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Canva actually has a really cool design school where you can learn more about everything from typography to design layout. I’ll admit I might need to be stranded on a desert island before I have the time for design school. I’d highly recommend just diving right in and learning along the way as its just so simple and satisfying to use. Some other similar tools I haven’t played with as much but that work similarly are:

Throwback Thursday: Drinking Wine with Robert Mondavi

This photo has to be one of my all time favorites; on the left is Robert Mondavi and that is me on the right. The photo was taken in 2004 at COPIA: The American Center for Food Wine and the Arts in Napa Valley. At the time I was working in my first career as a professional cook and I was volunteering at the center a few weekends a month as means of professional development and networking. For a food geek like me COPIA was the ultimate playground. I had the opportunity to taste fine wines, learn more about food and meet food and wine celebrities. This photo is me talking to Robert Mondavi at the volunteer Christmas party. Mondavi and his wife were founders and benefactors of COPIA. Robert Mondavi was a pioneer of the wine industry in California who is credited with bringing worldwide recognition to wines from the Napa Valley. Just about anybody who drinks wine will have sampled a bottle with this man’s name on the label. Cheers!

Mondavi

Developing Your Personal Tagline

Today I am developing my personal tagline. I had not even considered this task until my current WordPress template asked me for one. I jokingly used “Blogging for fame and fortune one day at a time” to start, but I knew it needed to be MUCH better than that.  I needed something stronger, more succinct and true to my personal brand.  So as always when I want to learn more,  I went to the web.

Molli Megasko of Spinsucks  says there are three steps to developing your personal tagline which are as follows:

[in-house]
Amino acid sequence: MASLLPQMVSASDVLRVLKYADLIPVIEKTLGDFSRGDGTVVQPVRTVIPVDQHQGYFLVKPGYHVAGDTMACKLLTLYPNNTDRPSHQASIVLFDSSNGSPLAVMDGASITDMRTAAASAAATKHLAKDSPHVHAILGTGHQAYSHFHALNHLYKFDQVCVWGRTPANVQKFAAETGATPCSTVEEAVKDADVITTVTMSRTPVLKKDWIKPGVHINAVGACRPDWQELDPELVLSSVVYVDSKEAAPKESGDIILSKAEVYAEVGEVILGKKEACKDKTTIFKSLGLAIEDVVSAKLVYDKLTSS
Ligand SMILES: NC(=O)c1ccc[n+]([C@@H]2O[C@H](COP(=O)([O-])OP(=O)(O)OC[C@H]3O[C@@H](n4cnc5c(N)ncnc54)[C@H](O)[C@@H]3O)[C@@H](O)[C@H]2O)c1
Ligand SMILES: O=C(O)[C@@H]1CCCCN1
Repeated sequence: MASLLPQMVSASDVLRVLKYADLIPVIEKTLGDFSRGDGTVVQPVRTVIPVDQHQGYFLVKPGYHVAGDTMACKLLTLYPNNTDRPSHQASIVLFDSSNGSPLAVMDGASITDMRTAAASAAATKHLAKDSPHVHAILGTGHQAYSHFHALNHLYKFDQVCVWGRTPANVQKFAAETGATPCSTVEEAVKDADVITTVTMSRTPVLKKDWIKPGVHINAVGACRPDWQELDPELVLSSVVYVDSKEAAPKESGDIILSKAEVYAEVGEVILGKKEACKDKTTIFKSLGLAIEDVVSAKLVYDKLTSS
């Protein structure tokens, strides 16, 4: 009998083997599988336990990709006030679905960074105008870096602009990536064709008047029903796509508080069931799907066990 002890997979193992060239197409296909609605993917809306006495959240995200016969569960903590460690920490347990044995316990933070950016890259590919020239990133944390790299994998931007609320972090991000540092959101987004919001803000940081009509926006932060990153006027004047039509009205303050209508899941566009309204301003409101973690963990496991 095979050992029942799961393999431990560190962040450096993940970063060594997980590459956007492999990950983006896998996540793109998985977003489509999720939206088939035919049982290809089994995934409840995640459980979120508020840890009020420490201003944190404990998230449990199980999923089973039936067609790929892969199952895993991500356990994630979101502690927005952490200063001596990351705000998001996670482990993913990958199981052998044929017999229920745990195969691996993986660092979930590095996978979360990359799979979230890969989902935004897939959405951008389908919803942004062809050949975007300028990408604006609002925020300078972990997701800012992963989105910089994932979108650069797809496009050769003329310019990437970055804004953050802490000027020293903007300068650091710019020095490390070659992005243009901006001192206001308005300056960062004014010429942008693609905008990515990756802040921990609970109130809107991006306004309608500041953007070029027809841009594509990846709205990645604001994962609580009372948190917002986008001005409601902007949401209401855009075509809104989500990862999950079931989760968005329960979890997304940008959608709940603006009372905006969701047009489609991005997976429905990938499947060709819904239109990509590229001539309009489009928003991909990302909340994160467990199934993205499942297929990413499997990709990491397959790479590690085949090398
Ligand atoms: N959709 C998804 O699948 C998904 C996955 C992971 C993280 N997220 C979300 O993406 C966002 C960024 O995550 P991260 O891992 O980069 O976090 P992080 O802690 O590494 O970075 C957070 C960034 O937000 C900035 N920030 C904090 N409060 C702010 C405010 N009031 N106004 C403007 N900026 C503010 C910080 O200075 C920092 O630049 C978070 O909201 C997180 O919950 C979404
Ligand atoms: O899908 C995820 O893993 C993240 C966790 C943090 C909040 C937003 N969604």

1. Develop your personal mission statement

2.  Build an elevator pitch

3.  Fill in your commas

Three taglines of celebrities for example are:

  • Steve Jobs, business magnate and inventor.
  • Maya Angelou, America’s most visible black female autobiographer.
  • Martin Scorsese, film director, screenwriter, producer, actor, and film historian.

Robin Fisher Roffer CEO of Big Fish Marketing suggests three different steps to discovering your best personal tagline:

Step 1: Identify your unique skills and best qualities, and create a list of descriptive words and phrases that correspond to your professional self. Look for something you can deliver that few can and that you love to do.

Step 2: Edit your definition down to a zippy phrase that aligns with your job or the most magnetic aspects of your career. Your tagline should be the verbal equivalent of a logo that will come to people’s mind when they hear your name.

Step 3: Make your tagline benefit-driven, aspirational, descriptive or a call to action. “You’re in good hands with Allstate” is benefit driven. BMW’s tagline is descriptive, “The Ultimate Driving Machine,” Nike’s “Just Do It” is aspirational, while American Express’ tagline “Take Charge,” is a call to action.

If you are looking for examples of taglines,  here is 30 Great Personal Branding Tagline Examples to get you inspired.

I just created mine, and I know it is still a work in progress:

Marketing professional, adventurer, lifelong learner, always looking for a new challenge.

To Blog or Not to Blog?

To blog or not to blog? That really is the question. The reason I started this blog was because of a meeting I had with the co-op department at my university. The co-op adviser suggested including a link to my blog or website on my resume. She suggested that especially as a marketing major this would be an appropriate way to showcase my abilities. I have to admit that the whole idea made me nervous and I wondered if I would have enough to blog about. I find writing resumes and cover letters a stressful enough experience. How much should I reveal? I don’t want to appear overqualified, under qualified, too casual, or too diverse in my experience. I have always found the idea of translating who you are and what you are capable of into two neatly typed pages a ridiculous exercise.

Tonight I came across this article on Mashable: 7 Secrets to Getting Your Next Job Using Social Media. It’s a few years old, which emphasizes this isn’t a new idea.  Specifically about using a blog to create your professional brand and attract job opportunities it says: “You need to be passionate to be committed to this project because it requires a lot of writing, creativity and consistency in order for it to actually help you.”  My sense is that this is a scary even risky avenue to take, because it is one of those things that is not worth doing if you don’t do it well. So here goes nothing.